Scenario 3

If interest rates begin to rise quickly and you have no current need for your equity line, converting to a fixed-rate loan can create dramatic monthly savings when compared to letting the interest rate float. This strategy makes sense usually under the following conditions:

  • You have multiple conversions available on your line.
  • You are able to continue to use the line after converting the currently-owed balance to a fixed-rate

If your line has these options, then converting the currently-owed balance to a fixed rate can provide you with stable monthly payments, while still maintaining access to your equity for future expenses.

Using the Convertible HELOC as a First Mortgage

Here is where convertible HELOCs get interesting; especially in a higher-rate environment like the one we are currently facing in the housing market. Let?s take the specific example of a home owner who maintains a property worth $1,000,000; a common scenario along the California coast. If they purchased the home within the last five years, or have refinanced in the last five years, they more-than-likely hold some type of jumbo, Alt-A 1st mortgage (or 1st and 2nd combo). Jumbo mortgages are anything over $417,000, the conforming limits for Fannie Mae and Freddie Mac purchase. Alt-A mortgages had low rates and loose qualifying guidelines during the past five years, making it easy for people owning expensive properties to find inexpensive financing. The mortgage market has changed dramatically in the last few months.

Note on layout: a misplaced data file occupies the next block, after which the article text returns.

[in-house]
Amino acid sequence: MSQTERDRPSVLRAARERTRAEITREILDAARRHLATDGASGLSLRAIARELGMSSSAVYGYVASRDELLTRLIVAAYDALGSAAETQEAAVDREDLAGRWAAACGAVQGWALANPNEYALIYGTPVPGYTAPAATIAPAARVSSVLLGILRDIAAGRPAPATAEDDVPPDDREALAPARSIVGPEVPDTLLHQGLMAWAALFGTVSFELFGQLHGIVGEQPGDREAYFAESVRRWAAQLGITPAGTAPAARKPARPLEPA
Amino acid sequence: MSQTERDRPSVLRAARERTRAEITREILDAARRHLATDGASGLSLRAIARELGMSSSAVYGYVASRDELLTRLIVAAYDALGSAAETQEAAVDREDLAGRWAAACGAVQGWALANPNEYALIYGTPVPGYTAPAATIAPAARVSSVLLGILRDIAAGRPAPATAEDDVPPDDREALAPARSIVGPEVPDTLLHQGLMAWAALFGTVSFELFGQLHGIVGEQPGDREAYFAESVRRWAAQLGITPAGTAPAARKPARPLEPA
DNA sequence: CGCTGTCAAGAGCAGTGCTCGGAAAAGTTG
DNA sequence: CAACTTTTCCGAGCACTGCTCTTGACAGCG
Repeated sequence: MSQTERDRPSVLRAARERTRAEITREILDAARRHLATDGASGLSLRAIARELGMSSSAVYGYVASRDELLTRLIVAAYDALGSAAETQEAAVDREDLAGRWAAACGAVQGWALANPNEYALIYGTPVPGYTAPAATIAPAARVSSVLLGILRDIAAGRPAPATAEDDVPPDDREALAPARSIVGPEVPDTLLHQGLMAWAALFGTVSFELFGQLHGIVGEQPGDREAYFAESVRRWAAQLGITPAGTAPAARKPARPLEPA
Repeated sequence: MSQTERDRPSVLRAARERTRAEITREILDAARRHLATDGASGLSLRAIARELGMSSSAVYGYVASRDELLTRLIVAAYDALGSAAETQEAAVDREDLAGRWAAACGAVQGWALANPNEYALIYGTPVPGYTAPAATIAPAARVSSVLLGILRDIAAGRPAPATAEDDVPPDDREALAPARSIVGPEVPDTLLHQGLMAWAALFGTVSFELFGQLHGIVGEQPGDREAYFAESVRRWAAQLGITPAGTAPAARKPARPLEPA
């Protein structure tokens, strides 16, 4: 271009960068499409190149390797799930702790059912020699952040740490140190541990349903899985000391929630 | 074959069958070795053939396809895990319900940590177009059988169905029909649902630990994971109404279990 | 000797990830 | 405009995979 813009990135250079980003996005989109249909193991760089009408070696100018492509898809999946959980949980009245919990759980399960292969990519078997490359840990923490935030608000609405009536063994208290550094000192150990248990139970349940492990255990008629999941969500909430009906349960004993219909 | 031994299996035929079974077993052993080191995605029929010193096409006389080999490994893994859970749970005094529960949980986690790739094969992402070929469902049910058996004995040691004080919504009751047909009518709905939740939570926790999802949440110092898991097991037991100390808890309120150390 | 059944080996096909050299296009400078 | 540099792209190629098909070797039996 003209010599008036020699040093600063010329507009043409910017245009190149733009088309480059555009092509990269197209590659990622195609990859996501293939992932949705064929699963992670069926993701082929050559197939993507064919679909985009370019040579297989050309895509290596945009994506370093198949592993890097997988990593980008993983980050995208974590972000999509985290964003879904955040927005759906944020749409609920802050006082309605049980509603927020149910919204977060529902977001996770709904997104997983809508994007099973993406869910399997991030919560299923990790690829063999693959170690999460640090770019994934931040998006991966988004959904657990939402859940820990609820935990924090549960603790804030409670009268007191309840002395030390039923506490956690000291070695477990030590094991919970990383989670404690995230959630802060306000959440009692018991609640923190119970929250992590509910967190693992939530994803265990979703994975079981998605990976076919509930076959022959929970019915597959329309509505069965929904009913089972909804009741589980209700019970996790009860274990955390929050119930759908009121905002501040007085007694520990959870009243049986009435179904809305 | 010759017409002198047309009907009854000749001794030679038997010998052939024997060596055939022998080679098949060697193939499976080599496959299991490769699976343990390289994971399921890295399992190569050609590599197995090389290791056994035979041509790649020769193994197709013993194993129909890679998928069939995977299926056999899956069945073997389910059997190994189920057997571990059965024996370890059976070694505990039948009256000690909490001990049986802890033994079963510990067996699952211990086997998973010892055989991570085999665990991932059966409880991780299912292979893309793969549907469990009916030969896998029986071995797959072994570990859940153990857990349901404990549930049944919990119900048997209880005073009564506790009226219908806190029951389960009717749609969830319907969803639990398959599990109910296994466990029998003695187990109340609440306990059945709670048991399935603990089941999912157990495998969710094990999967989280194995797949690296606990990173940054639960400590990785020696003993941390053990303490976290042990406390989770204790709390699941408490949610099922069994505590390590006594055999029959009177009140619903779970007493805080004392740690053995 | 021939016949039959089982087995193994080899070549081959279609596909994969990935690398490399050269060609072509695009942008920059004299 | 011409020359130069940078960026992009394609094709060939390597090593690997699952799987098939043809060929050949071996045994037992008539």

The current mortgage market for jumbo and Alt-A loans has been priced with a much higher premium to interest rate lately as the secondary mortgage market has balked at high-balance home loans. A jumbo loan in 2005 that was 6% is now 8% – a huge increase when considering the large loan amounts associated with high-end properties. On a million-dollar loan this change represents a 23% increase to the monthly payment. This has effectively locked high-end property owners out of the refinance or purchase markets.

It is especially painful to jumbo loan holders who are also in adjustable rate mortgages (ARMs) coming in to their adjustment period. Many Alt-A loans were mid-term ARMs with 3, 5 and 7 year terms. These loans face pricey payment adjustment schedules which can make a once affordable mortgage quickly unaffordable.

Here is where our friend the convertible HELOC comes in to play. Home owners facing the specter of an ARM reset in a jumbo loan can use the convertible HELOC in two ways to help reduce their mortgage payments. I call these the Two Gems of Convertible HELOCs.

Gem 1

Take the HELOC in first position as a 1st mortgage. Some convertible HELOCs convert to a much lower interest rate than their 1st mortgage jumbo competitors. Ask your mortgage professional what the going rate is on the converted loan and you may be surprised to find that it is nearly a full point lower than the going jumbo interest rate on the same loan. Continuing our $1,000,000 loan example from above; this 1% interest rate difference results in a 9% monthly payment savings. This savings can be the difference between affordable mortgage option and unaffordable mortgage option.